In Beyond the Blue Horizon, bestselling science historian Brian Fagan tackles his richest topic yet: the enduring mystery of the oceans, the planet's most forbidding terrain.This is not a tale of Columbus or Hudson, but of much earlier mariners. From the moment when ancient Polynesians first dared to sail beyond the horizon, Fagan vividly explains how our mastery of the oceans has changed history, even before history was written. Beyond the Blue Horizon delves into the very beginnings of humanity's long and intimate relationship with the sea. It willl enthrall readers who enjoyed Longitude, Simon Winchester's Atlantic, or in its scope and its insightful linking of technology and culture, Guns, Germs, and Steel.
What drove humans to risk their lives on open water? How did early sailors unlock the secrets of winds, tides, and the stars they steered by? What were the earliest ocean crossings like? With compelling detail, Brian Fagan reveals how seafaring evolved so that the vast realms of the sea gods were transformed from barriers into highways that hummed with commerce. Indeed, for most of human history, oceans have been the most vital connectors of far-flung societies.
From bamboo rafts in the Java Sea to the caravels of the Age of Discovery, from Easter Island to Crete, Brian Fagan crafts a captivating narrative of humanity's urge to seek out distant shores, of the daring men and women who did so, and of the mark they have left on civilization.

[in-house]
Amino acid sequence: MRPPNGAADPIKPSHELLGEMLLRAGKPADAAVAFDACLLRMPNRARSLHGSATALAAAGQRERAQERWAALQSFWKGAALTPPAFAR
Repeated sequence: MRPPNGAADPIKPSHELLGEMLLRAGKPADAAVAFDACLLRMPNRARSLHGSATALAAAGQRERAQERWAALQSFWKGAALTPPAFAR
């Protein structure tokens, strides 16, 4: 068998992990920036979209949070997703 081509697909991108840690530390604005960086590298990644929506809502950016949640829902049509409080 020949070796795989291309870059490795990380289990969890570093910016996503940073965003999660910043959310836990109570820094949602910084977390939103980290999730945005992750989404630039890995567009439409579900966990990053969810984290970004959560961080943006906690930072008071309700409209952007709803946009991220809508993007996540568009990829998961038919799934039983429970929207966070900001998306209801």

The Vikings coined a word fintyr to describe humanity s restless need for exploration, but the urge itself has been felt on every shore throughout history. Drawing on a lifetime of sailing, Fagan (Elixir), U.C. Santa Barbara emeritus professor of anthropology, does more than reconstruct the sea routes and watercraft used by ancient mariners. He recreates their mental states and imagines what forces inspired them to leave the land behind. Tacking between first-person anecdotes, archeological explanations, and fictionalized scenes from the distant past, this salty work of historical imagination travels with the Micronesian outriggers that ferried moai carvers to Easter Island, the Egyptian timber barges that carried the cedars of Lebanon to the pharaohs, and the black ships that brought the Greek heroes to the gates of Troy. With today s diesel engines, GPS displays, and satellite communications, these long-cherished skills are all but forgotten. Few people alive today could do what Micronesian sailors accomplished millennia ago, let alone rival the skills of a master navigator like Christopher Columbus. Fagan has produced a loving tribute to their achievement, as well as a bittersweet testimony to the loss as well as gain brought by modern technology.